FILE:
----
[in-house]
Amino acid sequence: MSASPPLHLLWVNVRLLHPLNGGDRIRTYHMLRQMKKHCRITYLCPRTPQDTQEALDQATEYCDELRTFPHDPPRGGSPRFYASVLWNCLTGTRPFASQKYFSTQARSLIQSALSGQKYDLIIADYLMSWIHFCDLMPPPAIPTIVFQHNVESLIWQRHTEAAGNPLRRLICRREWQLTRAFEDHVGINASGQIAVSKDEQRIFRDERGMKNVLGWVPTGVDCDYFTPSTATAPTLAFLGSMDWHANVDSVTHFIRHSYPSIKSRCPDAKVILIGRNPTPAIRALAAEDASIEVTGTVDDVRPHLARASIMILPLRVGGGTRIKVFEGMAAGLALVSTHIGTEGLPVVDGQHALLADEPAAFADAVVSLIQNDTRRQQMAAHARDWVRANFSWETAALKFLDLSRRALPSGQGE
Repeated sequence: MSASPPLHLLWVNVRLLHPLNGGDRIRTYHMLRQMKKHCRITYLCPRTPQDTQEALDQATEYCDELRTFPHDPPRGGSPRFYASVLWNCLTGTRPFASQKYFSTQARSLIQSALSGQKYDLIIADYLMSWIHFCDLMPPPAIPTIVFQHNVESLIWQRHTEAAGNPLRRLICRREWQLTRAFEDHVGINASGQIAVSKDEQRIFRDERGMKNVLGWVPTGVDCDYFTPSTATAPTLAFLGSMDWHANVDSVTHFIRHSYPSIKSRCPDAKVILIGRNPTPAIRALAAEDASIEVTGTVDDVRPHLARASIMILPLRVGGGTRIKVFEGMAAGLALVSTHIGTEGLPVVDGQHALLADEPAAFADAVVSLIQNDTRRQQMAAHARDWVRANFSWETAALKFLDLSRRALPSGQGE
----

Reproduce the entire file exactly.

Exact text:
[in-house]
Amino acid sequence: MSASPPLHLLWVNVRLLHPLNGGDRIRTYHMLRQMKKHCRITYLCPRTPQDTQEALDQATEYCDELRTFPHDPPRGGSPRFYASVLWNCLTGTRPFASQKYFSTQARSLIQSALSGQKYDLIIADYLMSWIHFCDLMPPPAIPTIVFQHNVESLIWQRHTEAAGNPLRRLICRREWQLTRAFEDHVGINASGQIAVSKDEQRIFRDERGMKNVLGWVPTGVDCDYFTPSTATAPTLAFLGSMDWHANVDSVTHFIRHSYPSIKSRCPDAKVILIGRNPTPAIRALAAEDASIEVTGTVDDVRPHLARASIMILPLRVGGGTRIKVFEGMAAGLALVSTHIGTEGLPVVDGQHALLADEPAAFADAVVSLIQNDTRRQQMAAHARDWVRANFSWETAALKFLDLSRRALPSGQGE
Repeated sequence: MSASPPLHLLWVNVRLLHPLNGGDRIRTYHMLRQMKKHCRITYLCPRTPQDTQEALDQATEYCDELRTFPHDPPRGGSPRFYASVLWNCLTGTRPFASQKYFSTQARSLIQSALSGQKYDLIIADYLMSWIHFCDLMPPPAIPTIVFQHNVESLIWQRHTEAAGNPLRRLICRREWQLTRAFEDHVGINASGQIAVSKDEQRIFRDERGMKNVLGWVPTGVDCDYFTPSTATAPTLAFLGSMDWHANVDSVTHFIRHSYPSIKSRCPDAKVILIGRNPTPAIRALAAEDASIEVTGTVDDVRPHLARASIMILPLRVGGGTRIKVFEGMAAGLALVSTHIGTEGLPVVDGQHALLADEPAAFADAVVSLIQNDTRRQQMAAHARDWVRANFSWETAALKFLDLSRRALPSGQGE